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100MW bit barn farm in Ireland faces planning appeal from – yep – same guy who helped sink Apple's application
Season 2 of Data Centre Wars starts off a bit samey
A 100MW data centre campus in County Wicklow, Ireland, is in danger of being delayed or cancelled altogether after an appeal was lodged with the country's planning authority, An Bord Pleanála.
In the appeal doc, data centre developer Brian McDonagh, CEO at Ecologic Data Centres Limited, claims the planning permission granted to Echelon Data Centres (formerly Crag Digital) failed to consider flood risk assessment, the environmental effects of greenhouse gas emissions and the effects of the development on the nearby Avoca River Park.
You might remember McDonagh as one of the three people who fought against Apple's proposal to build a €850m data centre campus near Athenry in County Galway.
All the complaints were eventually dismissed, and there was plenty of political goodwill for the facility to be built – even the Taoiseach (head of Irish government) got involved – but Apple ultimately decided to scrap the entire project, blaming delays.
Score one for the bats and badgers! Apple bins €850m Irish bit barn bidREAD MORE
In this latest episode, McDonagh has rallied against Echelon Data Centres, a subsidiary of Aldgate Developments established in 2017 with a plan to spend at least €1bn ($1.15bn) on bit barns – first in Ireland, then in Europe.
Echelon is building its first data centre campus in Clondalkin, with 40MW of wholesale colocation capacity expected next year.
In his appeal, McDonagh stated that the company's project in Avoca Business Park would potentially represent 6.6 per cent of Ireland's national electricity consumption, piling more pressure on the struggling national grid. A similar argument was previously deployed against Apple.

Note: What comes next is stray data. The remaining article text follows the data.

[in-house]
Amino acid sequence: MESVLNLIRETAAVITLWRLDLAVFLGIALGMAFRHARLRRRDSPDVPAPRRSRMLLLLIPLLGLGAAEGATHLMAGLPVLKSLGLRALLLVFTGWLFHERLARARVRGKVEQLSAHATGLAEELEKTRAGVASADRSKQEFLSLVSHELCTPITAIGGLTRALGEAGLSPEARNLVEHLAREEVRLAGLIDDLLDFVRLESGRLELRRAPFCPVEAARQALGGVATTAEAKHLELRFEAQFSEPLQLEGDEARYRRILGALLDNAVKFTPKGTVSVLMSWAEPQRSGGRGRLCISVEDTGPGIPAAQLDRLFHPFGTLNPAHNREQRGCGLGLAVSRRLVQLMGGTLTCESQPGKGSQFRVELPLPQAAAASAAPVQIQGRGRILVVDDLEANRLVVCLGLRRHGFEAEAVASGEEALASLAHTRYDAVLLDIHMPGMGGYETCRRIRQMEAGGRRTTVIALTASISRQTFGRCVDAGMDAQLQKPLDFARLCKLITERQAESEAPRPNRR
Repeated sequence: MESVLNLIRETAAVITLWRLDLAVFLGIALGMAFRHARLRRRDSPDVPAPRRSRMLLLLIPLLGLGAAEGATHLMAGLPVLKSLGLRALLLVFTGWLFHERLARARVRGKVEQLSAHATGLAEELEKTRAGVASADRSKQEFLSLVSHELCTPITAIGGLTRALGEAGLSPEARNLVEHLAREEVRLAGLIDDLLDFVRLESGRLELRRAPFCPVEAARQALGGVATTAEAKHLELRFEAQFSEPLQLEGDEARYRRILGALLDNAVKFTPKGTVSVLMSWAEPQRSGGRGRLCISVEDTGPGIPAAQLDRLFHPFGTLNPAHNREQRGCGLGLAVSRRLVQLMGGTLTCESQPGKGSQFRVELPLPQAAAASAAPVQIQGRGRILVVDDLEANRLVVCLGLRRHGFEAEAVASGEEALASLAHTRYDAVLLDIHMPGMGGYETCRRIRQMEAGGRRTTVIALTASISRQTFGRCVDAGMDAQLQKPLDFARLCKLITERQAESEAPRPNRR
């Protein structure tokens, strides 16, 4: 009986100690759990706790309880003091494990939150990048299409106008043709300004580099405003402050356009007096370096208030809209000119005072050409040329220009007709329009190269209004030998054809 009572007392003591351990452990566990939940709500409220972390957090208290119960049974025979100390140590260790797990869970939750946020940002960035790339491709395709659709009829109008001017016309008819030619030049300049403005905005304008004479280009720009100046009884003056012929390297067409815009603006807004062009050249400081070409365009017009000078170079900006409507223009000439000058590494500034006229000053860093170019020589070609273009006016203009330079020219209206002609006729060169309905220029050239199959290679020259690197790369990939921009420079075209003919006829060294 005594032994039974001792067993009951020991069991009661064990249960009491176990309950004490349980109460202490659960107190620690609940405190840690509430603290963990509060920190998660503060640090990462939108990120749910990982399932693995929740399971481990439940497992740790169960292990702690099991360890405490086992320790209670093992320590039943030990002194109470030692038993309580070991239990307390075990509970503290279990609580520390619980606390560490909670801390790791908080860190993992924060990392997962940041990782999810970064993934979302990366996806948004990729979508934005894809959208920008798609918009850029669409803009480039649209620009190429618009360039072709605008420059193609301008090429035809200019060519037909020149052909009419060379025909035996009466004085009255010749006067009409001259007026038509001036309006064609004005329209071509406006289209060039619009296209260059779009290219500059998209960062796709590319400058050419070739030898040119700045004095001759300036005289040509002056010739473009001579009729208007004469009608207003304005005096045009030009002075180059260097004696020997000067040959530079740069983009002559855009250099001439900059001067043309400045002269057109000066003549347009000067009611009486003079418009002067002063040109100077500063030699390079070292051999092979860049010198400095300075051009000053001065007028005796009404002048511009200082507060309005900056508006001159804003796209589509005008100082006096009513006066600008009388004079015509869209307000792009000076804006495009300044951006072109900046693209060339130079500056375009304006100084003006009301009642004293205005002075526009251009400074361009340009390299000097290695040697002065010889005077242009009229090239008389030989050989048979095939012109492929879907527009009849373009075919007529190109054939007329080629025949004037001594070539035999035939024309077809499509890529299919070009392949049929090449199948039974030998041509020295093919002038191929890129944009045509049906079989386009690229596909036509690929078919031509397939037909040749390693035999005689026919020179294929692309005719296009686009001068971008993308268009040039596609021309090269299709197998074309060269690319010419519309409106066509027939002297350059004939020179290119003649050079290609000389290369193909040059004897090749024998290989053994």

The project would also simply vent heat from the servers – heat, which, in his estimate, could be used to keep 312,000 homes warm in winter.
"The carbon fines associated with this development is estimated to be approximately €80m per annum and without any effort to mitigate the greenhouse gas effect of this development, this will equate to €1m per employee within the centre. This carbon fine will be required of the Irish taxpayer," he added.
But what could motivate a businessman to file endless planning appeals? McDonagh's Ecologic Data Centres owns land in Newtownmountkennedy, County Wicklow, zoned for data centre development. Reusing waste heat from the servers has long been one of the company's main talking points.
Despite sound theory, Ecologic Data Centres has struggled to get its own project off the ground: the company was granted planning permission in 2010, but the site remains empty.
"Neither the planning application nor the EIAR [Environmental Impact Assessment] made any reference to the effect on local businesses already granted planning permission for a data centre on the same electrical 220kV, 110kV and natural gas main as supply the Avoca River Park development," McDonagh said, referencing his own project.
Responding to the appeal, Pat Casey TD (a member of Irish parliament) told local newspaper Wicklow Times (PDF): "This is the largest investment in industry in Wicklow in generations and I am determined that this project gets off the ground. The data centre alone is a game changer for the South Wicklow region but Echelon have exciting plans for this iconic site.
"I have been working on this project with Crag Digital, now Echelon, for the past 17 months. The initial investment is over €500m and will transform this brownfield site into a major data centre with 100 megawatts of capacity in phase 1, which will in turn attract industries in the valuable technology and software sectors."
Echelon originally planned to open its first data halls in Arklow in 2021.
The appeal will be ruled on by 20 July. ®